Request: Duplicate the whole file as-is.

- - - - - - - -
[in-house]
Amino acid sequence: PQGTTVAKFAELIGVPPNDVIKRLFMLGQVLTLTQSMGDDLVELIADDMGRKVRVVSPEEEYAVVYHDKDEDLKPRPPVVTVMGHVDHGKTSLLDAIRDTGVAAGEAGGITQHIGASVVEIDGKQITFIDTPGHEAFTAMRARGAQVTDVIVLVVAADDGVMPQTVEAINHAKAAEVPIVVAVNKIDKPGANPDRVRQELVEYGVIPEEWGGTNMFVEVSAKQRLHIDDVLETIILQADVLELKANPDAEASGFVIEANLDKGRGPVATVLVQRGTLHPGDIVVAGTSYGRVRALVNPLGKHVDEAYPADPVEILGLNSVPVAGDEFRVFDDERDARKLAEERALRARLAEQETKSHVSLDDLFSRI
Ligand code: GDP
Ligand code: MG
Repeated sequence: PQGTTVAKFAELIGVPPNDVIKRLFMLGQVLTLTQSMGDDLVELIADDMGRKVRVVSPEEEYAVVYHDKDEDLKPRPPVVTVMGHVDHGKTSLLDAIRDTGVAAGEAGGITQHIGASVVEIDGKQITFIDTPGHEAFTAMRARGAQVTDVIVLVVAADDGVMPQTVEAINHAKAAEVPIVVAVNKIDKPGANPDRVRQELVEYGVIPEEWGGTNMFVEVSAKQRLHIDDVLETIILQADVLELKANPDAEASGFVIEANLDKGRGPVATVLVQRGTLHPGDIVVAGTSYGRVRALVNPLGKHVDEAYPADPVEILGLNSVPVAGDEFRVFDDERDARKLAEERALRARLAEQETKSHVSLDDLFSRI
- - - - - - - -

[in-house]
Amino acid sequence: PQGTTVAKFAELIGVPPNDVIKRLFMLGQVLTLTQSMGDDLVELIADDMGRKVRVVSPEEEYAVVYHDKDEDLKPRPPVVTVMGHVDHGKTSLLDAIRDTGVAAGEAGGITQHIGASVVEIDGKQITFIDTPGHEAFTAMRARGAQVTDVIVLVVAADDGVMPQTVEAINHAKAAEVPIVVAVNKIDKPGANPDRVRQELVEYGVIPEEWGGTNMFVEVSAKQRLHIDDVLETIILQADVLELKANPDAEASGFVIEANLDKGRGPVATVLVQRGTLHPGDIVVAGTSYGRVRALVNPLGKHVDEAYPADPVEILGLNSVPVAGDEFRVFDDERDARKLAEERALRARLAEQETKSHVSLDDLFSRI
Ligand code: GDP
Ligand code: MG
Repeated sequence: PQGTTVAKFAELIGVPPNDVIKRLFMLGQVLTLTQSMGDDLVELIADDMGRKVRVVSPEEEYAVVYHDKDEDLKPRPPVVTVMGHVDHGKTSLLDAIRDTGVAAGEAGGITQHIGASVVEIDGKQITFIDTPGHEAFTAMRARGAQVTDVIVLVVAADDGVMPQTVEAINHAKAAEVPIVVAVNKIDKPGANPDRVRQELVEYGVIPEEWGGTNMFVEVSAKQRLHIDDVLETIILQADVLELKANPDAEASGFVIEANLDKGRGPVATVLVQRGTLHPGDIVVAGTSYGRVRALVNPLGKHVDEAYPADPVEILGLNSVPVAGDEFRVFDDERDARKLAEERALRARLAEQETKSHVSLDDLFSRI